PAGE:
Ladyfingers are light mini sponge cakes shaped like large fingers. I used to think that whoever coined the name probably thinks the baker is a lady or if it's a male baking then it is his tribute to his lady but aren't they huge for a lady's fingers? But of course, you only have to Google it and you will know how they came to be. Anyway, enough of my silly banter.

Ladyfingers have regional names and are called differently all over the world but I'm more familiar of course with ladyfingers or the Italian name savoiardi. I noticed that these are not always available everywhere but you will surely find them in Asian or Filipino stores where they are packed in tin cans and called Broas. These mini sponge cakes are eaten plain but they are also used in making trifles, "tiramisu" or charlottes.

Like other sponge cakes, ladyfingers contain no leavening agent and it relies on the air incorporated into the batter as the eggs are folded into flour for the lift they need- pretty much like angel food cake except that the yolks are incorporated into the mix. I normally use all-purpose flour to make ladyfingers but this time I used the recipe for my sponge cake with strawberry filling from way back and they turned out even better.
Here's how I made these not-so-pretty but absolutely delicious ladyfingers :-)

1 cup cake flour, sifted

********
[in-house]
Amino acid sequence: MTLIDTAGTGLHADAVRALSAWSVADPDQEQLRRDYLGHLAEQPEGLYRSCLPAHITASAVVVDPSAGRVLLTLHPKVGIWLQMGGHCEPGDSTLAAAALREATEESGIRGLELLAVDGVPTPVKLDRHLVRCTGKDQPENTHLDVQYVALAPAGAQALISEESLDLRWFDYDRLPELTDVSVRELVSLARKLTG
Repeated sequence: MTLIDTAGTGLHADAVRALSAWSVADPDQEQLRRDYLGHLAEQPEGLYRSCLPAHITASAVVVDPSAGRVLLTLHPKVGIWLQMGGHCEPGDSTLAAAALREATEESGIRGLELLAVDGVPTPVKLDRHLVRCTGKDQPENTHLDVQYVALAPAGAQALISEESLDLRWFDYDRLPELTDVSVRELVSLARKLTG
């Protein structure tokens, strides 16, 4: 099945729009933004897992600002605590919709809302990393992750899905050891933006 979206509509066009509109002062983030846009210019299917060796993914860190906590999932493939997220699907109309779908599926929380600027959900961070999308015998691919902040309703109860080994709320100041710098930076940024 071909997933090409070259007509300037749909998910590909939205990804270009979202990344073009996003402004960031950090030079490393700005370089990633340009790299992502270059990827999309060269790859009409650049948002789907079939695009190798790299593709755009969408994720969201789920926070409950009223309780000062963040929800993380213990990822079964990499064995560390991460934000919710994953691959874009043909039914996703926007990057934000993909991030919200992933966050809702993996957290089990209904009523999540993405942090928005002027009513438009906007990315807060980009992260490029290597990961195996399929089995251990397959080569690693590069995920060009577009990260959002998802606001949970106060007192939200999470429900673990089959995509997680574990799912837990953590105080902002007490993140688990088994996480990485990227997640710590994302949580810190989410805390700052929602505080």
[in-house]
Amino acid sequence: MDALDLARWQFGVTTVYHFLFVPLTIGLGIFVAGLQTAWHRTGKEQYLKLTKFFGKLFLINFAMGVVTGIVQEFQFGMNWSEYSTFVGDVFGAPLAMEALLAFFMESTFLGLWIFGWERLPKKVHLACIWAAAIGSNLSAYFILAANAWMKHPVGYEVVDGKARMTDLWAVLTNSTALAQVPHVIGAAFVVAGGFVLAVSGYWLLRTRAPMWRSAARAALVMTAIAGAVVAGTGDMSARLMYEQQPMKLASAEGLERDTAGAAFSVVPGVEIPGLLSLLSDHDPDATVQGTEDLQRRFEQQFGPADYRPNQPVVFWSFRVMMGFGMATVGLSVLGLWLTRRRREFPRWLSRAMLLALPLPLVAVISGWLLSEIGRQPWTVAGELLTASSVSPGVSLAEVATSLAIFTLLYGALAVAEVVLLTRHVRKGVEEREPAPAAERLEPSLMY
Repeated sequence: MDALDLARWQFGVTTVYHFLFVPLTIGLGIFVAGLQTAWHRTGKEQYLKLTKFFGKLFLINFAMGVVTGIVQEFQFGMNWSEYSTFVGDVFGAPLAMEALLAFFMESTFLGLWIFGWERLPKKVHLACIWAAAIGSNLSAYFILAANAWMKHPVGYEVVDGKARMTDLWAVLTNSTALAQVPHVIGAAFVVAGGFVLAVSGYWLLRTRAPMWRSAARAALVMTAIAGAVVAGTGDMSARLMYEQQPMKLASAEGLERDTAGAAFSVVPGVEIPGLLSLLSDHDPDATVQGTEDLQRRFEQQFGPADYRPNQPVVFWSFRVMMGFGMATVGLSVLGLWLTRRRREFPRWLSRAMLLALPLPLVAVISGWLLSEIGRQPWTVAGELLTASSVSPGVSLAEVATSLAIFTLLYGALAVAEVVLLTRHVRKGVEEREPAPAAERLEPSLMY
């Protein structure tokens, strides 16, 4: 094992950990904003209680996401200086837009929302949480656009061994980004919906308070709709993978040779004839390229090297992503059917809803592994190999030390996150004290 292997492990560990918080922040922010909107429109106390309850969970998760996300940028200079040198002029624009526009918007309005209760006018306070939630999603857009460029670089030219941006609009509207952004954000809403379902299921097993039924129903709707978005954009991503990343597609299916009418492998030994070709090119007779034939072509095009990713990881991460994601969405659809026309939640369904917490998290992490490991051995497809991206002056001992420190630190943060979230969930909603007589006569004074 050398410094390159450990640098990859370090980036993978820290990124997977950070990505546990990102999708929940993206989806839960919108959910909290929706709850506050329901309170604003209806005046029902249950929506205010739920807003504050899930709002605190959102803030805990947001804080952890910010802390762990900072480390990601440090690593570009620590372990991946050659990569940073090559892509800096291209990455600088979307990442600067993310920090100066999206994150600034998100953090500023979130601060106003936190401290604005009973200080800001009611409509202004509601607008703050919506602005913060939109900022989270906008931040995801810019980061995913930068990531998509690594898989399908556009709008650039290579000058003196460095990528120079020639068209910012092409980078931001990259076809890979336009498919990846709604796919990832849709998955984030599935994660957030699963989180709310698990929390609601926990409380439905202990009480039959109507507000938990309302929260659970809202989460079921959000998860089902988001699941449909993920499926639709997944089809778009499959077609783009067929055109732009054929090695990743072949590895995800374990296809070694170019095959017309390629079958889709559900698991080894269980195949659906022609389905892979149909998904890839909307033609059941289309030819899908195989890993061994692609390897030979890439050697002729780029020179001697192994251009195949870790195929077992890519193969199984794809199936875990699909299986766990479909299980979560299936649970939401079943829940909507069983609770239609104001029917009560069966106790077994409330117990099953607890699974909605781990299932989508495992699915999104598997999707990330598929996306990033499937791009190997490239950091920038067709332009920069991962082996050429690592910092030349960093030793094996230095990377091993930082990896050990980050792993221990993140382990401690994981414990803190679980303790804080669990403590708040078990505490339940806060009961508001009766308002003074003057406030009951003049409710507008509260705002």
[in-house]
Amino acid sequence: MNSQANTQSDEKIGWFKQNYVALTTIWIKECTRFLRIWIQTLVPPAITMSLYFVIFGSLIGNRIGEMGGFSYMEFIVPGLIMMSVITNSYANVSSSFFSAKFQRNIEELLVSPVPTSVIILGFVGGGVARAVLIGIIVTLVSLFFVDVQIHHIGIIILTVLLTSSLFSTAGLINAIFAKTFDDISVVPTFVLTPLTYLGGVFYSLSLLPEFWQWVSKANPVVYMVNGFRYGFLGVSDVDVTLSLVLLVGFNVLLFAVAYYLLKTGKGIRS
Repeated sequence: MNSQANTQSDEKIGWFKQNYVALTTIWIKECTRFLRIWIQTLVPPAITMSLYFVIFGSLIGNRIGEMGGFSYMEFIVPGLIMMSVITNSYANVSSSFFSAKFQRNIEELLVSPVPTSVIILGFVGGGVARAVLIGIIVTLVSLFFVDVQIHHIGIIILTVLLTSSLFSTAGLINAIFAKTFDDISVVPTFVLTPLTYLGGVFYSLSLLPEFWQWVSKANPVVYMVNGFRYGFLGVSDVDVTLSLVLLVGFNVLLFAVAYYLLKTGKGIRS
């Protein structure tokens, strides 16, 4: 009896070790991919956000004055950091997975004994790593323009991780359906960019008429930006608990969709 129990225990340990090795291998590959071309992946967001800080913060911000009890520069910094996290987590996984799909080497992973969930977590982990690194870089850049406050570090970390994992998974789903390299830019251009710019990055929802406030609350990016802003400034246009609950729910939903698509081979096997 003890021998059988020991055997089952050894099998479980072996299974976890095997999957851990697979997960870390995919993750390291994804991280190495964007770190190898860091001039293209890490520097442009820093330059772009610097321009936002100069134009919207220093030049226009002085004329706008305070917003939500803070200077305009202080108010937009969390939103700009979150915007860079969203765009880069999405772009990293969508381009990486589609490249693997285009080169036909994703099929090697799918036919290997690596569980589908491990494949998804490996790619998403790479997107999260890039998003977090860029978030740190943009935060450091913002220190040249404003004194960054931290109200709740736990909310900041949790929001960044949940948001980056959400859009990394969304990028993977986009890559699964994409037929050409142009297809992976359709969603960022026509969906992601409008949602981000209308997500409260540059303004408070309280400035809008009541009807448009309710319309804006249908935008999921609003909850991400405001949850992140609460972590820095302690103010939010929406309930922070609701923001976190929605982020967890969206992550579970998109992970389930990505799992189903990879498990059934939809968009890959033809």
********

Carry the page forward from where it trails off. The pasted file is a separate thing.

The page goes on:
6 large eggs, separated
4 tbsp granulated white sugar
1 tsp pure vanilla extract
1/2 tsp cream of tartar
4 tbsp caster sugar
powdered sugar for dusting the tops

Preheat oven to 350 degrees F
Line two baking sheets with parchment paper-set aside.
Have ready a large pastry bag fitted with 1/2 inch round tip (I just used a Ziploc bag which I snipped at the tip)

Now let's have some visuals :-)

Separate the eggs. As you can see, one yolk was broken but at least the poor thing made it into the other bowl and didn't ruin the whites. Take note that the whites should not have even the tiniest speck of yolk.
Sift the cake flour and then set aside
Transfer the egg yolks into the bowl of the standup mixer with paddle attached. Add the sugar then beat until pale and smooth- about 8 minutes. You may want to pause and scrape the sides and the bottom with a spatula to make sure the sugar is evenly dissolved.
Add the vanilla extract and continue beating just until incorporated
Sift the flour over the mixture but don't fold- set aside
Meanwhile, place the egg whites in a clean bowl on a stand up mixer with wire whip attachment and whip until foamy. Add the cream of tartar and continue whipping until soft peaks form. Gradually add the caster sugar until stiff peaks form and the whites become glossy.
Stiff and glossy just like this :-)
Now it's time to fold but do it in three increments to ensure even distribution. Mix only until incorporated.
Transfer the batter into the pastry bag and pipe into 3-inch long ladyfingers leaving about an inch space between each finger. Line them up nicely and evenly (which I did not). I'm telling you, I don't think they even resemble a lady's fingers ha ha ha
When done piping, sift powdered sugar over the tops of the cookies. This gives the cookies a nice soft crust. Let sit for a couple of minutes then do another powdered sugar shower on the cookies before placing the pan inside the oven. Bake for 8 to 10 minutes (making sure to rotate the pan halfway through baking) or until the ladyfingers are firm but barely browned and still spongy when lightly pressed with a finger.
There you go - Savoiardi or Ladyfingers from scratch! I even made round ones with "charlotte" in mind. I may have to postpone the "tiramisu". We'll see which one inspires me more.


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